... if they have a BofH working there and, if so, were any managers trapped at the time...?
@Ian Michael Gumby
Did Birgitta Jónsdóttir "illegally steal" (do you know the meaning of the word "tautology"?) the information? No.
Is making the information available "illegal" simply because the USA doesn't like it? No.
Is the USA going on a fishing expedition to try to find something incriminating against her a breach of their own laws? Quite possibly and certainly hypocritical.
Is Twitter right to refuse to just hand over this information? I would certainly say so and so do lawyers in America.
PS as I said in a previous post 'I also feel that you should look up the term "Straw Man"...' but clearly you haven't as you clearly still have no idea of the meaning of the expression.
"offical and properly entered requests for information"
The first point is that it seems a little more than hypocritical for the US to be objecting to people "unofficially" distributing *their* politicians information, but then deciding that they can *demand* information from others.
The second point, following on from that is that this seems to be more of a fishing expedition ("Let's see who she's been talking to and what she's said, maybe we can find something incriminating") than a request for actual *evidence* of wrongdoing.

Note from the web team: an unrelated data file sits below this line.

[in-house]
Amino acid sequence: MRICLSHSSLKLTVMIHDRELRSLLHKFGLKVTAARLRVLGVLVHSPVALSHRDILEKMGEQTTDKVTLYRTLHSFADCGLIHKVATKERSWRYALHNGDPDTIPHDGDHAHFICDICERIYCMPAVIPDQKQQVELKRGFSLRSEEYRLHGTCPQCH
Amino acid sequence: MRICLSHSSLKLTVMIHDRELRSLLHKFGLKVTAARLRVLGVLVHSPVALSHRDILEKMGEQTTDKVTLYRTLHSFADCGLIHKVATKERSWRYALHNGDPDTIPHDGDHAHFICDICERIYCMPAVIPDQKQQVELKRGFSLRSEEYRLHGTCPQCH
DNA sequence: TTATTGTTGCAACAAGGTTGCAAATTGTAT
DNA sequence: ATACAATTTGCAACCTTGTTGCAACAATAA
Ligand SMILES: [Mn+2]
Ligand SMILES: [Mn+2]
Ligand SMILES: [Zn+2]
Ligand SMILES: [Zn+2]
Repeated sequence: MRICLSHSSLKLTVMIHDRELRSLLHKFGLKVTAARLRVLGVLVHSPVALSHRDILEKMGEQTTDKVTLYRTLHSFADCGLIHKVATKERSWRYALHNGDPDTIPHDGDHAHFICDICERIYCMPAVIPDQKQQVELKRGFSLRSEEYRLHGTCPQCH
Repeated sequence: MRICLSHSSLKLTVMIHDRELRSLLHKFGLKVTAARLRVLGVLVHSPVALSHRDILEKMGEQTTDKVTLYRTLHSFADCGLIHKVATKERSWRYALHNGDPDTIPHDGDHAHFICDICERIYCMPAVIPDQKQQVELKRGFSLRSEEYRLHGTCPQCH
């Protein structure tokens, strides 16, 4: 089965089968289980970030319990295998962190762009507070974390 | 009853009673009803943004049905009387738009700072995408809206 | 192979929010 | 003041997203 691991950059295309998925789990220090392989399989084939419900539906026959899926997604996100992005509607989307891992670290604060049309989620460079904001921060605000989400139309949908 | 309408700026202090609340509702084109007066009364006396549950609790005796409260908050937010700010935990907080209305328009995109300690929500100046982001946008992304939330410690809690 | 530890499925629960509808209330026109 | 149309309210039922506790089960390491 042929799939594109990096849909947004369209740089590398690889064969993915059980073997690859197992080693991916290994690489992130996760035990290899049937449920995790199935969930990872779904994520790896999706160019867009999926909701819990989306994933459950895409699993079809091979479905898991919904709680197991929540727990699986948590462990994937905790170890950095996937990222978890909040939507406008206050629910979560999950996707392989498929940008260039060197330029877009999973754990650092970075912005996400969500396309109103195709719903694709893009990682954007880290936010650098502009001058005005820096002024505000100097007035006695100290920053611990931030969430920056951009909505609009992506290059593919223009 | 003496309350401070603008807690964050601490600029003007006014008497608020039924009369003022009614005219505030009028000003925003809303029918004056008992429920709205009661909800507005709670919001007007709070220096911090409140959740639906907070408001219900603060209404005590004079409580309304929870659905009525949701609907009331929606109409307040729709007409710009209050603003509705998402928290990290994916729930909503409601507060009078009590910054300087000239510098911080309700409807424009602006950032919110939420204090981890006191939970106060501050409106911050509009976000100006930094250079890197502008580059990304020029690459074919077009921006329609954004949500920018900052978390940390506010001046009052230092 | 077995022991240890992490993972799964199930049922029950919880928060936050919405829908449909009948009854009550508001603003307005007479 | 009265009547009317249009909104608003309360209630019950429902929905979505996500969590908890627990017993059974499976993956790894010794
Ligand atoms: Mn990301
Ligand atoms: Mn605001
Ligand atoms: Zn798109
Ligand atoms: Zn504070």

"Do they realize I'm a Member of Parliament in Iceland?"
Do you think they care?
"America. Fuck Yeah!"
"Just the place for a Snark!" the Bellman cried,
As he landed his crew with care;
Supporting each man on the top of the tide
By a finger entwined in his hair.
"Just the place for a Snark! I have said it twice:
That alone should encourage the crew.
Just the place for a Snark! I have said it thrice:
What i tell you three times is true."
The Hunting of the Snark
- Lewis Carroll
Unfortunately, unlike the Bellman, your repeatedly claiming that I "blindly hate" the USA and following that false assumption up with the equally false conclusion that I therefore "blindly stick up for Assange" does not make it true.
Try some facts some time.
@Ian Michael Gumby
How do I really feel?
Well I really feel that you've rather missed the point.